Islandmore island, on the opposite side, is famous for the Blue Cabin which was once owned by the late Brian Faulkner. Faulkner was a wealthy industrialist who became Northern Ireland's sixth and last prime minister in the 1970s. It served as a holiday haven for the family during the tumultuous years of his leadership in which he introduced internment to save 'his beloved Ulster'. The house consists of two wooden huts built to house World War One German prisoners on the Isle of Man. It was shipped to Northern Ireland in 1921 after all the huts were auctioned off. The house was used infrequently in the years after Brian Faulkner's death in a riding accident in 1977 and was eventually sold. By chance, it arrived back in his son's ownership, Mike Faulkner. When his Edinburgh stumbled into insolvency in 2002, he and his wife Lynn departed for the holiday home where they took up residence. Today it is thought to be the only remaining prison cabin still intact and it is the subject of the book 'The Blue Cabin: Living by the Tides on Islandmore, by Michael Faulkner'.


Local boats exiting Ringhaddy Sound
Image: Michael Harpur


Sadly Islandmore, as well as the ground on which the castle and church stand are now inhabited all year round and are not open to the public. But Ringhaddy has more than enough as it is another typically stunning location in this island-studded sea Lough that offers a boatman another chance to enjoy some of the country’s finest scenery. Although access is described from the south there is some wonderful pilotage to be enjoyed by exiting through the dozens of sheltered little islands to the north. Affectionally known as the 'basket of eggs' cruising this area will be as near as one can get to the 'Swallows and Amazons' paradise of winding channels, shallow inlets and secret bays as one can get.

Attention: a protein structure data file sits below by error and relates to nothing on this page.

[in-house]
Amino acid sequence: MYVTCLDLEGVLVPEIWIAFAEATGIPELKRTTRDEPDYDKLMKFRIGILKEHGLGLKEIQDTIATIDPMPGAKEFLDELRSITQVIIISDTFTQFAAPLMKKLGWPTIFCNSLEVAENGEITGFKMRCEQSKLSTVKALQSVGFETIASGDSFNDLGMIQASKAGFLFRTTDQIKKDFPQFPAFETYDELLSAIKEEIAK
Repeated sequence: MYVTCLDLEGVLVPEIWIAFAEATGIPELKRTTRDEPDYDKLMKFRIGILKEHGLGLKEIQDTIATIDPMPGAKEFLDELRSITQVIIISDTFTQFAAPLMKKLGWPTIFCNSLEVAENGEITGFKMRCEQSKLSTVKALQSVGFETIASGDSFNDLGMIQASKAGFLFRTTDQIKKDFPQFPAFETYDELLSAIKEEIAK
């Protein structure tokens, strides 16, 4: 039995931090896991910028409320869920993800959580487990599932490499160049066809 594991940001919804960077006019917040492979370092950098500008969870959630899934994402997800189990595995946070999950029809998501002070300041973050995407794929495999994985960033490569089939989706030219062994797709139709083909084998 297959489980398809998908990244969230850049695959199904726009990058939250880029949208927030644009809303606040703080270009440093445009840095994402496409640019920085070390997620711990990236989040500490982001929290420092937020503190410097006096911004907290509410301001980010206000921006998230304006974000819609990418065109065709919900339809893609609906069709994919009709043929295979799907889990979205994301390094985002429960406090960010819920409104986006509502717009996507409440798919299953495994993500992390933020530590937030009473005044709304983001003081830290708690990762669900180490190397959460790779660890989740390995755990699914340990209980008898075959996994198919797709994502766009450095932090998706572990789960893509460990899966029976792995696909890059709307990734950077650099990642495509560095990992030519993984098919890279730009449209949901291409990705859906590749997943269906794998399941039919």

The 'basket of eggs' to the north of the Sound
Image: Michael Harpur


From a boating perspective, this is a well-sheltered and popular mooring ground that extends for the full length of Islandmore. And although its surrounding lands are privately owned it is more than made up for by the warm welcome and resources of the Ringhaddy Cruising Club that have been established here since 1975.

Other options in this area


Click the 'Next' and 'Previous' buttons to progress through neighbouring havens in a coastal 'clockwise' or 'anti-clockwise' sequence. Alternatively here are the ten nearest havens available in picture view:
Coastal clockwise:
Pawle Island - 0.3 miles SSE
Simmy Island - 0.9 miles S
East Down Yacht Club - 1.3 miles S
Don O’Neill Island - 1.4 miles SSE
Holm Bay - 1.5 miles S
Coastal anti-clockwise:
White Rock Bay - 1.3 miles N
Ballydorn and Down Cruising Club - 1.6 miles NNW
Kircubbin - 2.5 miles NE
Ballyhenry Bay - 2.7 miles SSE
Portaferry - 3.2 miles SE

Navigational pictures


These additional images feature in the 'How to get in' section of our detailed view for Ringhaddy Sound.






















































Ringhaddy aerial views



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Please note eOceanic makes no guarantee of the validity of this information, we have not visited this haven and do not have first-hand experience to qualify the data. Although the contributors are vetted by peer review as practised authorities, they are in no way, whatsoever, responsible for the accuracy of their contributions. It is essential that you thoroughly check the accuracy and suitability for your vessel of any waypoints offered in any context plus the precision of your GPS. Any data provided on this page is entirely used at your own risk and you must read our legal page if you view data on this site. Free to use sea charts courtesy of Navionics.